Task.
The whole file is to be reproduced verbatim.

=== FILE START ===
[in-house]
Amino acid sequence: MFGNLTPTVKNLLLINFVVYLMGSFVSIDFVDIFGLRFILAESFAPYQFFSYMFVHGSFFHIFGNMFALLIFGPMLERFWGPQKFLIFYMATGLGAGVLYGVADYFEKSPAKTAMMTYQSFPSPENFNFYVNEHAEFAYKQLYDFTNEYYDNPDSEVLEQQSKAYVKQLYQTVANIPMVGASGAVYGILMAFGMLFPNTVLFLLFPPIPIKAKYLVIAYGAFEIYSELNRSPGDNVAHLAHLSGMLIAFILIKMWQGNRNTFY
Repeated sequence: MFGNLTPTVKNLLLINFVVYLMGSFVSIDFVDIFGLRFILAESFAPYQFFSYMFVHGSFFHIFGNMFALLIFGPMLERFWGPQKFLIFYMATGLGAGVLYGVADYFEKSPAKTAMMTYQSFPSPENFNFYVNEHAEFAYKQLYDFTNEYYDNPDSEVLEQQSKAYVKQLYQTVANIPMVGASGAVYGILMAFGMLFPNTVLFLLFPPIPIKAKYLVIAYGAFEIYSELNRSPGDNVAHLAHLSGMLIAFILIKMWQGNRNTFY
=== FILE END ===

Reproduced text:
[in-house]
Amino acid sequence: MFGNLTPTVKNLLLINFVVYLMGSFVSIDFVDIFGLRFILAESFAPYQFFSYMFVHGSFFHIFGNMFALLIFGPMLERFWGPQKFLIFYMATGLGAGVLYGVADYFEKSPAKTAMMTYQSFPSPENFNFYVNEHAEFAYKQLYDFTNEYYDNPDSEVLEQQSKAYVKQLYQTVANIPMVGASGAVYGILMAFGMLFPNTVLFLLFPPIPIKAKYLVIAYGAFEIYSELNRSPGDNVAHLAHLSGMLIAFILIKMWQGNRNTFY
Repeated sequence: MFGNLTPTVKNLLLINFVVYLMGSFVSIDFVDIFGLRFILAESFAPYQFFSYMFVHGSFFHIFGNMFALLIFGPMLERFWGPQKFLIFYMATGLGAGVLYGVADYFEKSPAKTAMMTYQSFPSPENFNFYVNEHAEFAYKQLYDFTNEYYDNPDSEVLEQQSKAYVKQLYQTVANIPMVGASGAVYGILMAFGMLFPNTVLFLLFPPIPIKAKYLVIAYGAFEIYSELNRSPGDNVAHLAHLSGMLIAFILIKMWQGNRNTFY